Namespaces are a fundamental feature in Linux that enable isolation of system resources. By using namespaces, LXC containers can have their own isolated instances of process IDs, user IDs, file names, network interfaces, and more. This ensures that processes within a container are separated from those in other containers and the host system. For example, a container can have its own network stack, allowing it to have unique IP addresses and network configurations, completely isolated from the host and other containers.

Control Groups (cgroups)

This is another crucial component, allowing the kernel to allocate and limit resources such as CPU, memory, and disk I/O to containers. Cgroups provide fine-grained control over resource usage, ensuring that containers do not interfere with each other’s performance and maintaining overall system stability. For instance, cgroups can be used to set limits on the amount of CPU time or memory a container can use, preventing a single container from consuming all the host’s resources.


It is a technique that changes the root directory for the current running process and its children. This creates a contained filesystem environment, further isolating containers from the host system. While not a comprehensive isolation mechanism, chroot adds an additional layer of security and containment. It ensures that a container’s filesystem is separate from the host’s filesystem, preventing containers from accessing or modifying files outside their designated environment.


It refers to the background process that manages container operations. In the case of LXD, the daemon handles requests for creating, starting, stopping, and deleting containers. It interacts with the underlying LXC tools to perform these operations, providing a seamless management experience. The LXD daemon also manages networking, storage, and other resources, ensuring that containers are efficiently and securely managed.


Images are templates used to create containers. An image includes a minimal filesystem and the necessary configurations to run a container. LXD supports various image types, including custom and pre-built images, making it easy to deploy containers with specific configurations and software stacks. For example, an LXD image might contain a basic Ubuntu operating system, pre-configured with necessary libraries and tools for a particular application.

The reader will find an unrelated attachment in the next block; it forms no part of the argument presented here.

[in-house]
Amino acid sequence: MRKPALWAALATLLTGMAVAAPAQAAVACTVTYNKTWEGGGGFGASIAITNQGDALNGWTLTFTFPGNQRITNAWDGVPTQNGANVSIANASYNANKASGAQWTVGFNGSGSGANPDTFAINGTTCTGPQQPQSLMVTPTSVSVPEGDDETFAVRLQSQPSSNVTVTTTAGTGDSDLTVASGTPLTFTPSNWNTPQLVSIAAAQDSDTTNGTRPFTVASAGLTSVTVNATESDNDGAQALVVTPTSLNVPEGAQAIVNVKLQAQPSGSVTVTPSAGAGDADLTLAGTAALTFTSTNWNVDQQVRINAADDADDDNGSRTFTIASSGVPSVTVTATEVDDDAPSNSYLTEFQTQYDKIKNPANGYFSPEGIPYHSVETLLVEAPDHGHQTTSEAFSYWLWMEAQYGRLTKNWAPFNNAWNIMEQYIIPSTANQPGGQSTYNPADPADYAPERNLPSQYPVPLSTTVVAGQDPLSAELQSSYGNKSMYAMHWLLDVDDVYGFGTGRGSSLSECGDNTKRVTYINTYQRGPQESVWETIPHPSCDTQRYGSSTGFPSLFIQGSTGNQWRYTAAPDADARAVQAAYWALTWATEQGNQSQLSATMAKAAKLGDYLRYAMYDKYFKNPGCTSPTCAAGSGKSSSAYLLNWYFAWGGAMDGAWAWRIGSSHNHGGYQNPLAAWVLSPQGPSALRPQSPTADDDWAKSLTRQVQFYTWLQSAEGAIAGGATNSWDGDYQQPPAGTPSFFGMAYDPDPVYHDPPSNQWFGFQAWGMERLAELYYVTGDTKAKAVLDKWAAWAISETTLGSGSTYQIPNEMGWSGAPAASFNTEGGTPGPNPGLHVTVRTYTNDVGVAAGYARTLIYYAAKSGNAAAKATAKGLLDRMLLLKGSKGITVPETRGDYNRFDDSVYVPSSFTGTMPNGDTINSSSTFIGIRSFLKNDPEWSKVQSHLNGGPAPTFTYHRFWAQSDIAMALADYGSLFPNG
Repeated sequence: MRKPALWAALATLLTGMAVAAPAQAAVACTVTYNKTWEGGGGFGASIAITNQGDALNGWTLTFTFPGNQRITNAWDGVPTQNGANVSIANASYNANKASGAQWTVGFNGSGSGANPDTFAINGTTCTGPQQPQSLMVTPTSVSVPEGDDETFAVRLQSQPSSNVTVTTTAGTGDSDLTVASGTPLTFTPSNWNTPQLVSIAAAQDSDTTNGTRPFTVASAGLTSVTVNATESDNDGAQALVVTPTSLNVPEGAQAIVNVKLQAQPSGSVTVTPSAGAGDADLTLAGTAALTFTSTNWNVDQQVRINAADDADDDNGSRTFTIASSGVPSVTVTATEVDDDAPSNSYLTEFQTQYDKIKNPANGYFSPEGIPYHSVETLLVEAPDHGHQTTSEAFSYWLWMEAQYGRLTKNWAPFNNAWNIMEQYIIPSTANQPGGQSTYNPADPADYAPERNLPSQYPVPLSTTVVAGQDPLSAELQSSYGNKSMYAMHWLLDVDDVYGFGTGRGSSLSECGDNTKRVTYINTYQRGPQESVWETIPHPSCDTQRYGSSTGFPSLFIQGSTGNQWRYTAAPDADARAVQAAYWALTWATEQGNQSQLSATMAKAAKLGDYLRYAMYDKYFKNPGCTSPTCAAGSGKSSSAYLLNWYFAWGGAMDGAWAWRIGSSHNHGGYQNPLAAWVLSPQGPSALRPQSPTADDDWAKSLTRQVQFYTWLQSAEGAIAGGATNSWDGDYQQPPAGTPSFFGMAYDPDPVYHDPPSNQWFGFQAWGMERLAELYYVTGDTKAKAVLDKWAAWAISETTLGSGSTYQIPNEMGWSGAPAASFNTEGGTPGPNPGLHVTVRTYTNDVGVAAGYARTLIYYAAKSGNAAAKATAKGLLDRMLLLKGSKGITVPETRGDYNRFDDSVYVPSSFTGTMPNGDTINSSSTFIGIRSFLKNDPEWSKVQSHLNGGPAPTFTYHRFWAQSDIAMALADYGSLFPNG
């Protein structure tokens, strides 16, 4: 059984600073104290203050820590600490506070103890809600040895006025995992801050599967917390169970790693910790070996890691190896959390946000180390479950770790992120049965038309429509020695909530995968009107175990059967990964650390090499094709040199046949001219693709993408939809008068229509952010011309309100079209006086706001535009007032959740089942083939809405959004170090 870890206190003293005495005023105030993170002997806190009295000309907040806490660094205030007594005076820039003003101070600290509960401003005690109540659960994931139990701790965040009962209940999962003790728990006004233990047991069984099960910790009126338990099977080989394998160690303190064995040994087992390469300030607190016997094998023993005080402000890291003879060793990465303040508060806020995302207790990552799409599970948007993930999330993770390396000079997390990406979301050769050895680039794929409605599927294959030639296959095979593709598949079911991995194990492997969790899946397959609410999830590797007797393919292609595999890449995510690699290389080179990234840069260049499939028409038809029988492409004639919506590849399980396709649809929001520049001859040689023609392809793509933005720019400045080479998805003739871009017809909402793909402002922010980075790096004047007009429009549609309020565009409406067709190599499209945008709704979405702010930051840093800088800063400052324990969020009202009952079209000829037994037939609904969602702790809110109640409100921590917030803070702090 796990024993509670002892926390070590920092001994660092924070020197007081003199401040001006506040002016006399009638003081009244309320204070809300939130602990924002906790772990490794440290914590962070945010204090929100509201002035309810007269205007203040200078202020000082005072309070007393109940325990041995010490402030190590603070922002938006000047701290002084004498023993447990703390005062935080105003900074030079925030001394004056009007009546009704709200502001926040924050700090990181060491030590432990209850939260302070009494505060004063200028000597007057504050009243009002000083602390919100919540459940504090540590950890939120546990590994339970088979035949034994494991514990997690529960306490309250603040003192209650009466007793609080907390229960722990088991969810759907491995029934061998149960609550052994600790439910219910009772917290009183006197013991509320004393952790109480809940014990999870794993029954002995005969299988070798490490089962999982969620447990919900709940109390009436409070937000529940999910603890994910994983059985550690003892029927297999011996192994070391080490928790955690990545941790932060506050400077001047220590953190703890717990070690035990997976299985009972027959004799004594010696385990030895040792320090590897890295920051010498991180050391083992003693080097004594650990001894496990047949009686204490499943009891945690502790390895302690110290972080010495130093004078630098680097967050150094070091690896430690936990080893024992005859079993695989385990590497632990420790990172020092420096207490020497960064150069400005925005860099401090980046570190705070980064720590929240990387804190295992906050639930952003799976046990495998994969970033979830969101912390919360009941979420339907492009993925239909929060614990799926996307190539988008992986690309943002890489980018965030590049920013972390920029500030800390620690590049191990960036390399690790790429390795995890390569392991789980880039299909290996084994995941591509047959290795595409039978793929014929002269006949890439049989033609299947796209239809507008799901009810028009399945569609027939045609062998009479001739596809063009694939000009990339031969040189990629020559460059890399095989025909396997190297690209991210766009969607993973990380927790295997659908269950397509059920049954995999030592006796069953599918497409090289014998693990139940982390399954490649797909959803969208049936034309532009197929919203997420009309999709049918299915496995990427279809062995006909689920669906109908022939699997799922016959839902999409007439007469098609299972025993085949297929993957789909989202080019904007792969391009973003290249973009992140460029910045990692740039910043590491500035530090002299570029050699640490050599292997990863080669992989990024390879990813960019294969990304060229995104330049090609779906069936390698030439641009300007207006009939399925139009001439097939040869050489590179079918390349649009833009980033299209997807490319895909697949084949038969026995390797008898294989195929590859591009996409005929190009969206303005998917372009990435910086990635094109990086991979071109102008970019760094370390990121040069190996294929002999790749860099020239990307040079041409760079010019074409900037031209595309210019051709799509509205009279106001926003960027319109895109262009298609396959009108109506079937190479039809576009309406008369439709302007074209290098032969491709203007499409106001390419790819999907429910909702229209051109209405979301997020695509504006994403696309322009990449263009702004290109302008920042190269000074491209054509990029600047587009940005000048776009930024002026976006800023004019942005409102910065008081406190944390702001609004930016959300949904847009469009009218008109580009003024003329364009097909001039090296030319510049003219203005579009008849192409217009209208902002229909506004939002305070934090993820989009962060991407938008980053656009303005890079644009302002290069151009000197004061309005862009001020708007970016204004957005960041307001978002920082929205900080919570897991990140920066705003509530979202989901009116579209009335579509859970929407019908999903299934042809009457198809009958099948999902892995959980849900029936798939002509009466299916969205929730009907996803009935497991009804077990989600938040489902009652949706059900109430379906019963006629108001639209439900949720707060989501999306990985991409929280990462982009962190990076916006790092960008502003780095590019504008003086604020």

Profiles in LXD are sets of configurations that can be applied to containers. Profiles define various settings such as resource limits, network configurations, and storage options. By using profiles, administrators can standardize container configurations and simplify management. For instance, a profile might specify that all containers using it should have a certain amount of CPU and memory, specific network settings, and mount points for shared storage.


Snapshots are point-in-time copies of containers. They enable users to create backups of container states and easily rollback to previous states if needed. Snapshots are useful for maintaining data integrity and recovering from errors or misconfigurations. For example, before making significant changes to a container, an administrator might create a snapshot, allowing them to revert to the previous state if something goes wrong.

Network Bridges

Network Bridges are link layer devices that forward traffic between network segments. In the context of LXC/LXD, network bridges provide networking capabilities to containers, allowing them to communicate with each other and external networks. LXD offers advanced networking options, including support for various network configurations and virtual networks. This enables containers to have their own network interfaces and IP addresses, and to be part of complex network topologies.


It is a set of functions that enable interaction with LXD programmatically via HTTP requests. The REST API allows users to automate container management tasks, integrate LXD with other tools and systems, and build custom management solutions. For example, an organization might use the REST API to integrate LXD with their CI/CD pipeline, automating the creation and deployment of containers for testing and production environments.